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Consistency in long-distance bird migration: Contrasting patterns in time and space for two raptors

Vardanis, Yannis LU ; Nilsson, Jan-Åke LU ; Klaassen, Raymond H. G.; Strandberg, Roine LU and Alerstam, Thomas LU (2016) In Animal Behaviour 113. p.177-187
Abstract
As the evolutionary responses to environmental change depend on selection acting on individual differences,
disentangling within- and between-individual variation becomes imperative. In animal
migration research, multiyear tracks are thus needed to estimate the individual consistency of phenotypic
traits. Avian telemetry studies have recently provided the first evidence of individuality across
space and time in animal migration. Here, we compare repeatability patterns of routes and timing between
two migratory birds, the marsh harrier, Circus aeruginosus, and the osprey, Pandion haliaetus, as
recorded by satellite tracking. We found interspecific contrasts with low repeatability in timing and
duration and a high... (More)
As the evolutionary responses to environmental change depend on selection acting on individual differences,
disentangling within- and between-individual variation becomes imperative. In animal
migration research, multiyear tracks are thus needed to estimate the individual consistency of phenotypic
traits. Avian telemetry studies have recently provided the first evidence of individuality across
space and time in animal migration. Here, we compare repeatability patterns of routes and timing between
two migratory birds, the marsh harrier, Circus aeruginosus, and the osprey, Pandion haliaetus, as
recorded by satellite tracking. We found interspecific contrasts with low repeatability in timing and
duration and a high repeatability in routes for ospreys, but the reverse pattern for marsh harriers. This
was mainly caused by (1) larger between-individual variation in routes for ospreys (broad-front
migration) than for marsh harriers (corridor migration) and a higher degree of repeated use of the same
stopover sites among ospreys, and (2) higher within-individual consistency of timing and duration
among marsh harriers, while individual ospreys were more flexible. Our findings suggest that individuality
in space and time is not a shared trait complex among migrants, but may show adaptive
variation depending on the species' life history and ecology. (Less)
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author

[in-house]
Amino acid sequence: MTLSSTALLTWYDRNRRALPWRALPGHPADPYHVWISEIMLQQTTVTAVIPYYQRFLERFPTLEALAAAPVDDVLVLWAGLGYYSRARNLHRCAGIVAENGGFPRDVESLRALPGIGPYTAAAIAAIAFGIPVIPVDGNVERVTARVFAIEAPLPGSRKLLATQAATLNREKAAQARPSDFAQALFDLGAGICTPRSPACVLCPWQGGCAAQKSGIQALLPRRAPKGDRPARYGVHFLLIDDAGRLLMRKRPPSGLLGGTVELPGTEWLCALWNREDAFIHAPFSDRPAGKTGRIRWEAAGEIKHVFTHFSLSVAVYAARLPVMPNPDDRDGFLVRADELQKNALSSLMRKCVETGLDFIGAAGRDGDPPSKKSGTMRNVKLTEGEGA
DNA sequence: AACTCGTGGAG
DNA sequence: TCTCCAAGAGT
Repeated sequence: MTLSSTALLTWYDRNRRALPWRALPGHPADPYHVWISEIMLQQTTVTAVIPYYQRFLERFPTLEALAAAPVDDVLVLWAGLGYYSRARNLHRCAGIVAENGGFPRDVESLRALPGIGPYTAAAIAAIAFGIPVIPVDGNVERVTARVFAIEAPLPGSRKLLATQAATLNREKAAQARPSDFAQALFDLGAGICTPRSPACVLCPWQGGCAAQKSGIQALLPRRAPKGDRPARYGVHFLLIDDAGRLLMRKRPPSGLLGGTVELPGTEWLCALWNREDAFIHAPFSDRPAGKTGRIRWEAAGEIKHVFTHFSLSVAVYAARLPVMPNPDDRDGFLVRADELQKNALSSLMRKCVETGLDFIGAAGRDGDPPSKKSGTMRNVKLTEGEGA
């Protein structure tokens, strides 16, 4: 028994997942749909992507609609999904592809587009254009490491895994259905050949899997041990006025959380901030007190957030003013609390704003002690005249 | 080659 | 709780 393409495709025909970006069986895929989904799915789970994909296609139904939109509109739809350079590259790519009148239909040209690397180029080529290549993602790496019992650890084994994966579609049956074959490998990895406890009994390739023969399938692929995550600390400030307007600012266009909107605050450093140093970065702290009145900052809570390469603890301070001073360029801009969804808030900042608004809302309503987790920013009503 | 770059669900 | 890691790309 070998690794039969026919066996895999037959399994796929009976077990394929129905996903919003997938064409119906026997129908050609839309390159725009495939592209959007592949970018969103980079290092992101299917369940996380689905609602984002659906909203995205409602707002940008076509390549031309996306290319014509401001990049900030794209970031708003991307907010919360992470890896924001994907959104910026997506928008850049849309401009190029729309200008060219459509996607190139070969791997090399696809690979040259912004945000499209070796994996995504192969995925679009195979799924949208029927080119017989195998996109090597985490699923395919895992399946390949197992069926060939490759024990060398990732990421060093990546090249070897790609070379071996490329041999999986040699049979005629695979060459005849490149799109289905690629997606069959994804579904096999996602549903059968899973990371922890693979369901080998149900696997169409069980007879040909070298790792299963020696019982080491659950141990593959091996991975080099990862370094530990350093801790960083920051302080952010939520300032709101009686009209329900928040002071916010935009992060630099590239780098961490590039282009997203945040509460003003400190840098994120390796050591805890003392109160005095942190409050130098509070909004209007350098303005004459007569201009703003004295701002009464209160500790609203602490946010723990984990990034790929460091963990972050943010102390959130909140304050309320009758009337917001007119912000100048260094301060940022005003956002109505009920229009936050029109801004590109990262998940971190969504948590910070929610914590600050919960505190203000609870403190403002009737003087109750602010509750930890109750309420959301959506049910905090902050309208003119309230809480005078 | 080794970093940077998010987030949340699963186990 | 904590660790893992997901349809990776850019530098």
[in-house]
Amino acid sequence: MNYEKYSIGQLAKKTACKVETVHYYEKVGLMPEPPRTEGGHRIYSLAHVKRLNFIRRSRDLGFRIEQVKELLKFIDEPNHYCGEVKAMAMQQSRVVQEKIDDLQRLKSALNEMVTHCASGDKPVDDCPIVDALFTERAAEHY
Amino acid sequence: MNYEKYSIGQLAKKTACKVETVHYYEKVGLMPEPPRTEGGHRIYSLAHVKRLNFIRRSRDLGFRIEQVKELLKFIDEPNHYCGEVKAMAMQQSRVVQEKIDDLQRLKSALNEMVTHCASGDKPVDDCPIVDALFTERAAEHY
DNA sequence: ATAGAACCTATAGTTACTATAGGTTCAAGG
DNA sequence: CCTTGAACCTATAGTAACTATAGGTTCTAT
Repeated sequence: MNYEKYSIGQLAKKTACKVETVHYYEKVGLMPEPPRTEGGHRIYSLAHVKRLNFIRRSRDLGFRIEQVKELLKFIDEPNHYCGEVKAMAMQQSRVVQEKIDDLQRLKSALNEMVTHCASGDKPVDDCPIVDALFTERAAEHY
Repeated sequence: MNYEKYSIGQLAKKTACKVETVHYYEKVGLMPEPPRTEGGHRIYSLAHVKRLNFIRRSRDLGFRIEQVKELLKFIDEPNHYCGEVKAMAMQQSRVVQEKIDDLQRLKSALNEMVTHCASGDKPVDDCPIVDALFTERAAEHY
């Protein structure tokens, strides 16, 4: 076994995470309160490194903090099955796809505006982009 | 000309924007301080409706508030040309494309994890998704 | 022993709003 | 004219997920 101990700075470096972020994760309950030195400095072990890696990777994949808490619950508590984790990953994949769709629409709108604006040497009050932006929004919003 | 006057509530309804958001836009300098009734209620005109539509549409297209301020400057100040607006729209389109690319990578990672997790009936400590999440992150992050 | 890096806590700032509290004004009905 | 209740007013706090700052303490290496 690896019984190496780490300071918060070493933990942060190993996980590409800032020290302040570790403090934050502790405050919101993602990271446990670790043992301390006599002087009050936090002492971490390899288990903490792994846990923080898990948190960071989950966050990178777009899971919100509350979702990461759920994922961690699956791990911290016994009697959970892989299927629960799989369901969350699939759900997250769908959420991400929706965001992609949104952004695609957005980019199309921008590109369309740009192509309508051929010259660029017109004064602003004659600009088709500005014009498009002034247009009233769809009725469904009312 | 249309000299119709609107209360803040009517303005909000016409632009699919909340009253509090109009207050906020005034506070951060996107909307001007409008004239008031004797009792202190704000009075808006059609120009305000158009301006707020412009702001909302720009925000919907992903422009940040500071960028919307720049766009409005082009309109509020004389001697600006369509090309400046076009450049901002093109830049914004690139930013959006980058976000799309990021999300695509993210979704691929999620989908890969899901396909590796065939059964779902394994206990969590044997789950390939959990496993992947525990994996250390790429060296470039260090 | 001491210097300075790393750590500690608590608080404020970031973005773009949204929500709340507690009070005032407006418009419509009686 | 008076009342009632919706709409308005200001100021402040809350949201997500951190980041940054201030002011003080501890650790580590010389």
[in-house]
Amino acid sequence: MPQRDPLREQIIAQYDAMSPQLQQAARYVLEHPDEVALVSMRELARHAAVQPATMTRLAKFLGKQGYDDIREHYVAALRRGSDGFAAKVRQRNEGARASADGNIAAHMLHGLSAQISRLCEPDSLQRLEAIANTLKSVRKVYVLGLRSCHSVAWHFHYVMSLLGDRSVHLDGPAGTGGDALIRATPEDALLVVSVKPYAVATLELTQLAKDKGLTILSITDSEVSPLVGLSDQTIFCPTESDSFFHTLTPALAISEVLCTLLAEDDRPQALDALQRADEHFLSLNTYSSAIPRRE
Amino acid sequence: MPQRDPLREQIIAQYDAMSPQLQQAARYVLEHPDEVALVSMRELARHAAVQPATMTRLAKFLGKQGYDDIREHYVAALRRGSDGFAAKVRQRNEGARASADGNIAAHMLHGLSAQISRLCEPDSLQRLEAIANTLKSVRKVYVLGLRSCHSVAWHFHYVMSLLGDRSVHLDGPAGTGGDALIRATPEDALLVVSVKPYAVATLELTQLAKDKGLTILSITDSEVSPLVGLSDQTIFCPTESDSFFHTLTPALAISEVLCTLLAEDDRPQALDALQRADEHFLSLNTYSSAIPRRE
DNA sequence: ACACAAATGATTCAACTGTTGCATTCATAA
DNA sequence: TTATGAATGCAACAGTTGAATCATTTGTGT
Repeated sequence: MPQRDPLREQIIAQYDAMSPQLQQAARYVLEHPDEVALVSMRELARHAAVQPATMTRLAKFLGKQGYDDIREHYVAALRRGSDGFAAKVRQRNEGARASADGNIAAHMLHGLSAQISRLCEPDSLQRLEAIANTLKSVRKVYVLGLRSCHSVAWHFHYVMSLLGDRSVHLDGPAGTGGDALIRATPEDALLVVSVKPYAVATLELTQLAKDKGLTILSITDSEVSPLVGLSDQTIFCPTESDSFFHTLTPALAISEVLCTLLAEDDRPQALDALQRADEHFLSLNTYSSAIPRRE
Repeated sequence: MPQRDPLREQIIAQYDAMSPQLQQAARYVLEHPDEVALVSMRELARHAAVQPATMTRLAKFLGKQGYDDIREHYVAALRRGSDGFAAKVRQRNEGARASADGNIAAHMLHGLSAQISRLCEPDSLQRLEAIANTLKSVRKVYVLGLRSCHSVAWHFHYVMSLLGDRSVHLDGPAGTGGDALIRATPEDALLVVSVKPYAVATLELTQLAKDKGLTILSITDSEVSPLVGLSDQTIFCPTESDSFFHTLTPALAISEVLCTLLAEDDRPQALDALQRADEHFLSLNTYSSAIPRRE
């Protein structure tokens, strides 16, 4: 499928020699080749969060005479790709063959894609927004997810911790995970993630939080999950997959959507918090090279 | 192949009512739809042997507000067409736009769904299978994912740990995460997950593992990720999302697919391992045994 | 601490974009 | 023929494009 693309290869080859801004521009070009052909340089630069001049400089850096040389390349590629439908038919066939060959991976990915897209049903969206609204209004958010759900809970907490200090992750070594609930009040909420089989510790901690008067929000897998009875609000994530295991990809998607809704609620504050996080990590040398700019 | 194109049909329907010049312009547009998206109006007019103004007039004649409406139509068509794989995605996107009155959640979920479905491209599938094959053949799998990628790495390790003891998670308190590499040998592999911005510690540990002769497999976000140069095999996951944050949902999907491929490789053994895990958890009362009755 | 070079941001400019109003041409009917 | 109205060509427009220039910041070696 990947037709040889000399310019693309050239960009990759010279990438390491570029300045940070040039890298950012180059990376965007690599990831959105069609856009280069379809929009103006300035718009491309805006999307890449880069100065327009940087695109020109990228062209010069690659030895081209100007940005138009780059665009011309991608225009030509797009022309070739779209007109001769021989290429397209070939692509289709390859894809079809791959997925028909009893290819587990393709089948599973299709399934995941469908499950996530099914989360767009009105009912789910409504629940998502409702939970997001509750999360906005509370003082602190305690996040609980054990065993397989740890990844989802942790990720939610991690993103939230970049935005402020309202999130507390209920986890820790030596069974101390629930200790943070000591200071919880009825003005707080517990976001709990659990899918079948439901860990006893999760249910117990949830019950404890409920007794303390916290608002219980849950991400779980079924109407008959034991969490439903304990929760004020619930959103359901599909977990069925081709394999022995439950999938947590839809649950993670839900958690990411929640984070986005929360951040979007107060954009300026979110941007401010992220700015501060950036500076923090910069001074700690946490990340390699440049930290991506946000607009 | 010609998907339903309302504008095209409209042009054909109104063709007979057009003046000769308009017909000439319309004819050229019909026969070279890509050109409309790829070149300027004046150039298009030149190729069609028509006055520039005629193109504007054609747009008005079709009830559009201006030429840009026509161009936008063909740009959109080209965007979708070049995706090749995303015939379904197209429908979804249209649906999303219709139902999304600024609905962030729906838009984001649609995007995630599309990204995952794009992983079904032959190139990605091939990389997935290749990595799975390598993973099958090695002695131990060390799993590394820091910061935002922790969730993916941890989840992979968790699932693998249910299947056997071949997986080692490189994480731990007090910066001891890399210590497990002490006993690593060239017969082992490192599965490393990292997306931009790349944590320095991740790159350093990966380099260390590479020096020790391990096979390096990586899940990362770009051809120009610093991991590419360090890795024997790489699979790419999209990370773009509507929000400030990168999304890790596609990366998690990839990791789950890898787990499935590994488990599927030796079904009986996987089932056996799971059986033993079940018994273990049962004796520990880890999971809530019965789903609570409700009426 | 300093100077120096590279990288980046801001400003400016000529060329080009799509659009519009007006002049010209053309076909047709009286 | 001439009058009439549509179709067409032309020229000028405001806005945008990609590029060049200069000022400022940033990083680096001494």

organization
publishing date
type
Contribution to journal
publication status
published
subject
keywords
bird migration; , consistency, individual variation, marsh harrier, osprey, satellite telemetry
in
Animal Behaviour
volume
113
pages
177 - 187
publisher
Elsevier
external identifiers
  • Scopus:84956645300
  • WOS:000371257300022
ISSN
0003-3472
DOI
10.1016/j.anbehav.2015.12.014
language
English
LU publication?
yes
id
5f2e92b7-7b51-4d75-b82f-b4a0bbb22e49
date added to LUP
2016-04-25 15:17:13
date last changed
2016-10-30 04:46:46
@misc{5f2e92b7-7b51-4d75-b82f-b4a0bbb22e49,
  abstract     = {As the evolutionary responses to environmental change depend on selection acting on individual differences,<br/>disentangling within- and between-individual variation becomes imperative. In animal<br/>migration research, multiyear tracks are thus needed to estimate the individual consistency of phenotypic<br/>traits. Avian telemetry studies have recently provided the first evidence of individuality across<br/>space and time in animal migration. Here, we compare repeatability patterns of routes and timing between<br/>two migratory birds, the marsh harrier, Circus aeruginosus, and the osprey, Pandion haliaetus, as<br/>recorded by satellite tracking. We found interspecific contrasts with low repeatability in timing and<br/>duration and a high repeatability in routes for ospreys, but the reverse pattern for marsh harriers. This<br/>was mainly caused by (1) larger between-individual variation in routes for ospreys (broad-front<br/>migration) than for marsh harriers (corridor migration) and a higher degree of repeated use of the same<br/>stopover sites among ospreys, and (2) higher within-individual consistency of timing and duration<br/>among marsh harriers, while individual ospreys were more flexible. Our findings suggest that individuality<br/>in space and time is not a shared trait complex among migrants, but may show adaptive<br/>variation depending on the species' life history and ecology.},
  author       = {Vardanis, Yannis and Nilsson, Jan-Åke and Klaassen, Raymond H. G. and Strandberg, Roine and Alerstam, Thomas},
  issn         = {0003-3472},
  keyword      = {bird migration; ,consistency,individual variation,marsh harrier,osprey,satellite telemetry},
  language     = {eng},
  month        = {02},
  pages        = {177--187},
  publisher    = {ARRAY(0x9e69c10)},
  series       = {Animal Behaviour},
  title        = {Consistency in long-distance bird migration: Contrasting patterns in time and space for two raptors},
  url          = {http://dx.doi.org/10.1016/j.anbehav.2015.12.014},
  volume       = {113},
  year         = {2016},
}